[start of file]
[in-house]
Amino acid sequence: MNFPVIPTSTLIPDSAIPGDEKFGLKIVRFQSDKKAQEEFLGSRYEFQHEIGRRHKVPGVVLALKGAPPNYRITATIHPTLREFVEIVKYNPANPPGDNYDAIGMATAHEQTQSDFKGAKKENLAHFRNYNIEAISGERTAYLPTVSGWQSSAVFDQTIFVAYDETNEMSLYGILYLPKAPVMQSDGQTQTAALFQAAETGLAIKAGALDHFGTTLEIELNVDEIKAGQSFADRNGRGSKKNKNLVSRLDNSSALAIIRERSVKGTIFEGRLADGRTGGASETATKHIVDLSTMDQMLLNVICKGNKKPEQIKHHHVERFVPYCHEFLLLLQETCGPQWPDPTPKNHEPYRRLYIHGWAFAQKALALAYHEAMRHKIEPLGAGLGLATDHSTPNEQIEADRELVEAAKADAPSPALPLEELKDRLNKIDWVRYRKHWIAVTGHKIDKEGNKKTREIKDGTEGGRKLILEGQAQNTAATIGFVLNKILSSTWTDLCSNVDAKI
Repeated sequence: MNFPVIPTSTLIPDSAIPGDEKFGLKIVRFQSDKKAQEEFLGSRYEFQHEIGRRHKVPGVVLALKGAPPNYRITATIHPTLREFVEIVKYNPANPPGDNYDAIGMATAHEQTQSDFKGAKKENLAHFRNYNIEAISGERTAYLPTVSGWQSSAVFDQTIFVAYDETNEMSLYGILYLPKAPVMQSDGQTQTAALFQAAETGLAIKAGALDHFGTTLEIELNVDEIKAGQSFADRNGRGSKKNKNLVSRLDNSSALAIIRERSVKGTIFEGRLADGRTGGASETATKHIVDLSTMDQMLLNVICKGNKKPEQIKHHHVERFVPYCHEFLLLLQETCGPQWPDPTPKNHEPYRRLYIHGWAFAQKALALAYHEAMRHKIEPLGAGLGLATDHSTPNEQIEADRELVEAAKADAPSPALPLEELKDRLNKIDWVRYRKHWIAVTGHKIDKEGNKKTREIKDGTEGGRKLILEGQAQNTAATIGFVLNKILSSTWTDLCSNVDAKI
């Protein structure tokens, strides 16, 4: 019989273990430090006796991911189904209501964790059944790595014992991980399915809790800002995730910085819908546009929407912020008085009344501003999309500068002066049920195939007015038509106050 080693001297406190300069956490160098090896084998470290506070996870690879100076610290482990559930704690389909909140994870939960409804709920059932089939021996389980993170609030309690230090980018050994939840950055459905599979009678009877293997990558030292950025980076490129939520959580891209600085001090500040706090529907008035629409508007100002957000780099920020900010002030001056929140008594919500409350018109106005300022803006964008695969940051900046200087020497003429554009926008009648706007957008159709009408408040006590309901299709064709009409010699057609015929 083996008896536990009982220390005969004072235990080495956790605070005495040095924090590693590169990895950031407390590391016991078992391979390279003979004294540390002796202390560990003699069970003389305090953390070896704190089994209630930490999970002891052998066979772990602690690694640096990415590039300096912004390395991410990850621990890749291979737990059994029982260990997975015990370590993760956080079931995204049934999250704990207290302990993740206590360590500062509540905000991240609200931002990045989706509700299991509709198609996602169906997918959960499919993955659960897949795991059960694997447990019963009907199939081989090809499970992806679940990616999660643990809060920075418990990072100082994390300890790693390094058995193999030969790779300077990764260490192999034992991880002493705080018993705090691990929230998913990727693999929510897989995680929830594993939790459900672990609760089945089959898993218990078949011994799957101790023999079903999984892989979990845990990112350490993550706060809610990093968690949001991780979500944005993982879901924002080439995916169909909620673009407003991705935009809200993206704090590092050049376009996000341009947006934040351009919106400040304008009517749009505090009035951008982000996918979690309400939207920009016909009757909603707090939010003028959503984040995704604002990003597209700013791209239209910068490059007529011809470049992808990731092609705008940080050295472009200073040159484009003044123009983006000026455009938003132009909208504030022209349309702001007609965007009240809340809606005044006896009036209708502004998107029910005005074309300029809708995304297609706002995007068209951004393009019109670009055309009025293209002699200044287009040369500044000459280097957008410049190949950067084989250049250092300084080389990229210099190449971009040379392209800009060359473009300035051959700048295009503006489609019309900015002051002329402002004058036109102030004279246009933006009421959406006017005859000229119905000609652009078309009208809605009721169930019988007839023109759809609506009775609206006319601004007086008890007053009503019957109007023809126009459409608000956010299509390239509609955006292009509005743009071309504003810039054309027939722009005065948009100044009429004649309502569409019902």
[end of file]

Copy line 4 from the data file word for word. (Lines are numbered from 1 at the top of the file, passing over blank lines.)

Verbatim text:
């Protein structure tokens, strides 16, 4: 019989273990430090006796991911189904209501964790059944790595014992991980399915809790800002995730910085819908546009929407912020008085009344501003999309500068002066049920195939007015038509106050 080693001297406190300069956490160098090896084998470290506070996870690879100076610290482990559930704690389909909140994870939960409804709920059932089939021996389980993170609030309690230090980018050994939840950055459905599979009678009877293997990558030292950025980076490129939520959580891209600085001090500040706090529907008035629409508007100002957000780099920020900010002030001056929140008594919500409350018109106005300022803006964008695969940051900046200087020497003429554009926008009648706007957008159709009408408040006590309901299709064709009409010699057609015929 083996008896536990009982220390005969004072235990080495956790605070005495040095924090590693590169990895950031407390590391016991078992391979390279003979004294540390002796202390560990003699069970003389305090953390070896704190089994209630930490999970002891052998066979772990602690690694640096990415590039300096912004390395991410990850621990890749291979737990059994029982260990997975015990370590993760956080079931995204049934999250704990207290302990993740206590360590500062509540905000991240609200931002990045989706509700299991509709198609996602169906997918959960499919993955659960897949795991059960694997447990019963009907199939081989090809499970992806679940990616999660643990809060920075418990990072100082994390300890790693390094058995193999030969790779300077990764260490192999034992991880002493705080018993705090691990929230998913990727693999929510897989995680929830594993939790459900672990609760089945089959898993218990078949011994799957101790023999079903999984892989979990845990990112350490993550706060809610990093968690949001991780979500944005993982879901924002080439995916169909909620673009407003991705935009809200993206704090590092050049376009996000341009947006934040351009919106400040304008009517749009505090009035951008982000996918979690309400939207920009016909009757909603707090939010003028959503984040995704604002990003597209700013791209239209910068490059007529011809470049992808990731092609705008940080050295472009200073040159484009003044123009983006000026455009938003132009909208504030022209349309702001007609965007009240809340809606005044006896009036209708502004998107029910005005074309300029809708995304297609706002995007068209951004393009019109670009055309009025293209002699200044287009040369500044000459280097957008410049190949950067084989250049250092300084080389990229210099190449971009040379392209800009060359473009300035051959700048295009503006489609019309900015002051002329402002004058036109102030004279246009933006009421959406006017005859000229119905000609652009078309009208809605009721169930019988007839023109759809609506009775609206006319601004007086008890007053009503019957109007023809126009459409608000956010299509390239509609955006292009509005743009071309504003810039054309027939722009005065948009100044009429004649309502569409019902």